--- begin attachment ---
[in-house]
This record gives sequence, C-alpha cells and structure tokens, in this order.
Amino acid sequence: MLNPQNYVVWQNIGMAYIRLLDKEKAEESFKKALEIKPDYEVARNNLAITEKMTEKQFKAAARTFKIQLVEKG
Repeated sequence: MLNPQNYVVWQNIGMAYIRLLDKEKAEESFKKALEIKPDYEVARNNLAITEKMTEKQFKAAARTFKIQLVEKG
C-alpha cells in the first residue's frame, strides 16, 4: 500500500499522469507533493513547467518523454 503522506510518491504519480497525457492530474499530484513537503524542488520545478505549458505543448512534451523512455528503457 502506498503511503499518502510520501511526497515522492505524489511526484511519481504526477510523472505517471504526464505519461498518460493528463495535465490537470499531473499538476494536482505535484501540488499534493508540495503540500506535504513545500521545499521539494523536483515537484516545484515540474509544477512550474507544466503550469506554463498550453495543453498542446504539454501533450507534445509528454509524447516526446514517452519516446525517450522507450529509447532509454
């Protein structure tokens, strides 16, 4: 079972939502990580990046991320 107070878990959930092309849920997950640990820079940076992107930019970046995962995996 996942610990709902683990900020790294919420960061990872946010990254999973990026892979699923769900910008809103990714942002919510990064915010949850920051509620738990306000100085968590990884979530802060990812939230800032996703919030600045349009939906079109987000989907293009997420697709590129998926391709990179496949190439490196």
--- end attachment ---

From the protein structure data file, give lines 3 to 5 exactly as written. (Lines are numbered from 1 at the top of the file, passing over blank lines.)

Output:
Amino acid sequence: MLNPQNYVVWQNIGMAYIRLLDKEKAEESFKKALEIKPDYEVARNNLAITEKMTEKQFKAAARTFKIQLVEKG
Repeated sequence: MLNPQNYVVWQNIGMAYIRLLDKEKAEESFKKALEIKPDYEVARNNLAITEKMTEKQFKAAARTFKIQLVEKG
C-alpha cells in the first residue's frame, strides 16, 4: 500500500499522469507533493513547467518523454 503522506510518491504519480497525457492530474499530484513537503524542488520545478505549458505543448512534451523512455528503457 502506498503511503499518502510520501511526497515522492505524489511526484511519481504526477510523472505517471504526464505519461498518460493528463495535465490537470499531473499538476494536482505535484501540488499534493508540495503540500506535504513545500521545499521539494523536483515537484516545484515540474509544477512550474507544466503550469506554463498550453495543453498542446504539454501533450507534445509528454509524447516526446514517452519516446525517450522507450529509447532509454